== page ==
That being said, there are some vegetables that I never buy frozen because the texture of the end product is so different compared to the fresh version. For example, frozen brussels sprouts are pretty unpalatable to me because they always turn out mushy and over-cooked compared to the delicious slightly crunchy texture of fresh, roasted brussels sprouts. I can totally understand why so many people grew up loathing this particular veggie because I can imagine that they were probably eating the mushy frozen sprouts, rather than the tasty fresh ones. Whatever you choose to buy, check the labels. There’s a huge difference between a bag of frozen veggies that you cook with butter and herbs and a bag of frozen veggies with a preservative-laden butter and herb sauce included in the mix.
A note for special diets
This Cottage Pie is grain-free, gluten-free, and friendly for Paleo, Keto, SIBO, and Whole30 diets if prepared as written below.
But sometimes, I just want a little cheese – who doesn’t? If your diet allows dairy, this cottage pie can level-up with the addition of 1 cup of shredded white cheddar or gruyere, which I sprinkle on top of the filling right before I layer the cauliflower mash. You can also blend this directly to the mash if you prefer.Print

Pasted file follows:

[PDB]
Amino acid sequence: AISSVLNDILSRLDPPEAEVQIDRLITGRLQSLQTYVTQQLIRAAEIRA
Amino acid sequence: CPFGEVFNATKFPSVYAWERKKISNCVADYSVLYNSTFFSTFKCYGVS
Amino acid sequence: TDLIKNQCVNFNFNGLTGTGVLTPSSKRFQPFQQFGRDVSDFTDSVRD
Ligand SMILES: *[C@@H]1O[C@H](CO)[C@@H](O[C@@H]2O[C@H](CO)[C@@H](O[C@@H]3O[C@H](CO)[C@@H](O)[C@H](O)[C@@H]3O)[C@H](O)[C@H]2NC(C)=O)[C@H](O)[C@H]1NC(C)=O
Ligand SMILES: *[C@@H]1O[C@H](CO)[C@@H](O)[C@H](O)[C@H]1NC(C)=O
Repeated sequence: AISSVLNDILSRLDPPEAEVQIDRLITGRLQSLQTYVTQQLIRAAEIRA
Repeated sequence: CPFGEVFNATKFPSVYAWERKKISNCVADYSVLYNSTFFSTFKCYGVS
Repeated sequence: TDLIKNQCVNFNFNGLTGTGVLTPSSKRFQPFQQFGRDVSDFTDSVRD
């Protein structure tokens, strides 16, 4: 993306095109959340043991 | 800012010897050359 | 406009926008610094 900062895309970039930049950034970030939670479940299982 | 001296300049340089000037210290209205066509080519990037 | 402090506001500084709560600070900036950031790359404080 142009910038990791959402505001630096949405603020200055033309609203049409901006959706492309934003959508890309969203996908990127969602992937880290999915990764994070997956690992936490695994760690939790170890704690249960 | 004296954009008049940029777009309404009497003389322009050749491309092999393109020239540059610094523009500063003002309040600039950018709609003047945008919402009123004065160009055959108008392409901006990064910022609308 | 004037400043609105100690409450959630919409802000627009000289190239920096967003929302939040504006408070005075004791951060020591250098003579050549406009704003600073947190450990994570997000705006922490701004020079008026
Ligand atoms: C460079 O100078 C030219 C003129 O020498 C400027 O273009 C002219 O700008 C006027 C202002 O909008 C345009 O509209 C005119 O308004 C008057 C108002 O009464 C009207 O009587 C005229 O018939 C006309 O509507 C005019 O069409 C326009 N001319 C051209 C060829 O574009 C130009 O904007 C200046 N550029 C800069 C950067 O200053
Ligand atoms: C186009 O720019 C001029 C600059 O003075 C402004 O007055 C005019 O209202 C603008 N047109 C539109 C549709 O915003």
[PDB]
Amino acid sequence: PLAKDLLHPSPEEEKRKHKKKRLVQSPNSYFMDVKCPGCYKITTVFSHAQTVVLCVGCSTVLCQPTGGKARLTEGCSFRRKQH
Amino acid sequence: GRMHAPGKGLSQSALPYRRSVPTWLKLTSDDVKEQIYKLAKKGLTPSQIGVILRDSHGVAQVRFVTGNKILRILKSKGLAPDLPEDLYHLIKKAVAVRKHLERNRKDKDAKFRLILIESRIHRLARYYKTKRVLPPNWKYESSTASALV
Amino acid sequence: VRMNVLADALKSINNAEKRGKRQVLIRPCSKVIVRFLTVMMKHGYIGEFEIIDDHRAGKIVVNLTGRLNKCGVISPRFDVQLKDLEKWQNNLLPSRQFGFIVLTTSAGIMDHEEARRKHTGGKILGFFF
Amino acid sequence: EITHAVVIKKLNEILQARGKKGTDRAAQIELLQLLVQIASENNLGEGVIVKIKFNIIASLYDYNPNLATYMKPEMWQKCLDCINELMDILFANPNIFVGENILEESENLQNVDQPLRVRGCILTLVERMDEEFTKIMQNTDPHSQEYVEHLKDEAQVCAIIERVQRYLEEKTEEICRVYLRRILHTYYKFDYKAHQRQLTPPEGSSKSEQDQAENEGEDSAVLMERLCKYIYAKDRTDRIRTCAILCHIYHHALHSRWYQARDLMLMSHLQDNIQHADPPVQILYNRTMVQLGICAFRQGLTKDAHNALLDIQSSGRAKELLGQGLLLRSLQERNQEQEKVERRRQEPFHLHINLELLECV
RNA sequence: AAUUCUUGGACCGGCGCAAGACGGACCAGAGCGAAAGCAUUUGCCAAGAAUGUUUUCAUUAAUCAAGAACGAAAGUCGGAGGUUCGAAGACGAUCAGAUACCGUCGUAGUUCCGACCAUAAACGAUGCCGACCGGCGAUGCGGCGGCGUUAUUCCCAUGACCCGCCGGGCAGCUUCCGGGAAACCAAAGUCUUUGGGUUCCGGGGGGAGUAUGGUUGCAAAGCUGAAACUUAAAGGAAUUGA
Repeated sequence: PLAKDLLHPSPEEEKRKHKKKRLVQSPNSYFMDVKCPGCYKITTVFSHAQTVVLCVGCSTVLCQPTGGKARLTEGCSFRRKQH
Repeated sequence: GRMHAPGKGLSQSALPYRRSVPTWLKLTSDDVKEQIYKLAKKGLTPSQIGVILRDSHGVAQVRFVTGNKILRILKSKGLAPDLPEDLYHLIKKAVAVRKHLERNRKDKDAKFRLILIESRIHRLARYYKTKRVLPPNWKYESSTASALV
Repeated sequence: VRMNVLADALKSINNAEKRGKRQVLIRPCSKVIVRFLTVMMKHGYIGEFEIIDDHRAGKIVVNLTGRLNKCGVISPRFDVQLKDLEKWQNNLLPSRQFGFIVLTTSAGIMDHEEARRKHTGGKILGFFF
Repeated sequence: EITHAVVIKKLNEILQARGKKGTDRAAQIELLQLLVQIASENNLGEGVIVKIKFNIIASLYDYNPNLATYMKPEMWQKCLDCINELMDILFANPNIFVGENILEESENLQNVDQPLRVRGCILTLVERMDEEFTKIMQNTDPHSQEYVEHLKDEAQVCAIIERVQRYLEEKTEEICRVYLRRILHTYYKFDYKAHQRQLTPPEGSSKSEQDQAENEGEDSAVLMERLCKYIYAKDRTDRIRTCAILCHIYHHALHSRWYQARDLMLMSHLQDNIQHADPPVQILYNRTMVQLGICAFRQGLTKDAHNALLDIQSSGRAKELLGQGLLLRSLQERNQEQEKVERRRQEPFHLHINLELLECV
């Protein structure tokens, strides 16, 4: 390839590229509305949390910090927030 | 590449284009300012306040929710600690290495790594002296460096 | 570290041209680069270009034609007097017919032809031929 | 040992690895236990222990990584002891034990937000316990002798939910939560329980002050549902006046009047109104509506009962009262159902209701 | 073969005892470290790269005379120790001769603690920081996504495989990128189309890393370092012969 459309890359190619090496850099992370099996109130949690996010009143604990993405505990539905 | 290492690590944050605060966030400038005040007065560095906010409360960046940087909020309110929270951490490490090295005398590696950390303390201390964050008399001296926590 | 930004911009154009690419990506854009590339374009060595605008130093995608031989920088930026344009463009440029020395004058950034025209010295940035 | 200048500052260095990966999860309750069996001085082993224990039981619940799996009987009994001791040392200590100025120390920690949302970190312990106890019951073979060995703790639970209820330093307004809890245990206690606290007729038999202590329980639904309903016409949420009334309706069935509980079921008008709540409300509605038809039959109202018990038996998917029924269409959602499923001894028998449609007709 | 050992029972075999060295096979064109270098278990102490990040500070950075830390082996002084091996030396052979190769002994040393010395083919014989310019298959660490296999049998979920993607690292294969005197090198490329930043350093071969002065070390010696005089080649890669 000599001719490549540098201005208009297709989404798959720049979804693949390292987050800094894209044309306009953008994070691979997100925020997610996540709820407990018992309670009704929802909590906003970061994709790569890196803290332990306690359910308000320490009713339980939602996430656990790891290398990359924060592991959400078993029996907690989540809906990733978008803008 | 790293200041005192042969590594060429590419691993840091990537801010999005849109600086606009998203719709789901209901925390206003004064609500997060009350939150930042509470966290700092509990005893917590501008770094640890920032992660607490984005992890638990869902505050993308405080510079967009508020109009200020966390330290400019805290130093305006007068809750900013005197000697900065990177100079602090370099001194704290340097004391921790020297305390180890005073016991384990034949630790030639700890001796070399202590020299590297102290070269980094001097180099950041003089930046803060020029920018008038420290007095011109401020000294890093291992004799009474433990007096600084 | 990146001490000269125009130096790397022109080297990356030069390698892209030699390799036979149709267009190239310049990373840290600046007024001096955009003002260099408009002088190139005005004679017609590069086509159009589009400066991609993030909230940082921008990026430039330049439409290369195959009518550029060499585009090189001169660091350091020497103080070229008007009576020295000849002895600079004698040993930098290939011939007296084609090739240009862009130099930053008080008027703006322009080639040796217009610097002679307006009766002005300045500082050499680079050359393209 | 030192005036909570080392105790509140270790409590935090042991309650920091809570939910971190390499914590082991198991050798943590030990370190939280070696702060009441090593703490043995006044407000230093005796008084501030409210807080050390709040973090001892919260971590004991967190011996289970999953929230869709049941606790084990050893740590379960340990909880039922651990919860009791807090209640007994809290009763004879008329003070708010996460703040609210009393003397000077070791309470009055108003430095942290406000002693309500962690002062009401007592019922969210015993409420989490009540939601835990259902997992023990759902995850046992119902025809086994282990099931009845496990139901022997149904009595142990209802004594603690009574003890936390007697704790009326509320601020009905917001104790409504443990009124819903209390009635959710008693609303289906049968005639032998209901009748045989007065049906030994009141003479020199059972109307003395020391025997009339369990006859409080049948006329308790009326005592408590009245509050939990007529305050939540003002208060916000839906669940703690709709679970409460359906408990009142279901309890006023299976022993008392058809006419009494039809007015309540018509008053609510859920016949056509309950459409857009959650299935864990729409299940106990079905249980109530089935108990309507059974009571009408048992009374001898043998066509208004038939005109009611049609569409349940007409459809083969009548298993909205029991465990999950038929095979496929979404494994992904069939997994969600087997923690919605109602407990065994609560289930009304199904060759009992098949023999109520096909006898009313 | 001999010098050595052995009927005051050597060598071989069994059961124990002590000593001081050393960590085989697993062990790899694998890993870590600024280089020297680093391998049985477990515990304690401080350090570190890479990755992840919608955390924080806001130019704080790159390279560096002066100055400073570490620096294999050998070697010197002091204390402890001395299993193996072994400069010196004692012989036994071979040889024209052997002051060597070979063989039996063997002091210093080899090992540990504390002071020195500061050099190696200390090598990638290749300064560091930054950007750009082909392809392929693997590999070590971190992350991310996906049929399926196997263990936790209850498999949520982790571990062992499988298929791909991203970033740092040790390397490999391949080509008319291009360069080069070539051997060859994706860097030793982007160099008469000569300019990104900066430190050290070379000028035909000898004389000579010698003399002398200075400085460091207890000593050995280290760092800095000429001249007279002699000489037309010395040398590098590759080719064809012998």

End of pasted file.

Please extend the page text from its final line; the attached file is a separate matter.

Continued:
- 1 tbsp garlic oil (may sub 1 tbsp avocado oil plus 2 cloves minced garlic)
- 1 1/2 lb grass fed beef (may sub ground turkey or blend 50/50)
- 1 cup green onion, chopped
- 2 cups frozen pea and carrot mix
- 1/4 cup fresh parsley, chopped (may sub 1 tbsp dried)
- 1 tsp cumin
- 1/2 tsp sea salt
- 1/2 tsp cracked black pepper
For cauliflower mash:
- 1 medium head (about 5 cups) cauliflower, roughly chopped
- 2 tbsp unsalted butter (or ghee for Whole 30)
- 2 tbsp horseradish paste
- 1 1/2 tsp garlic oil (may sub 1 1/2 tsp avocado oil and 1 clove minced garlic)
- 1/4 tsp salt
- 1/4 tsp cracked black pepper
- 1 1/2 tbsp chives, chopped
Preheat oven to 375 F (190 C).
For the filling: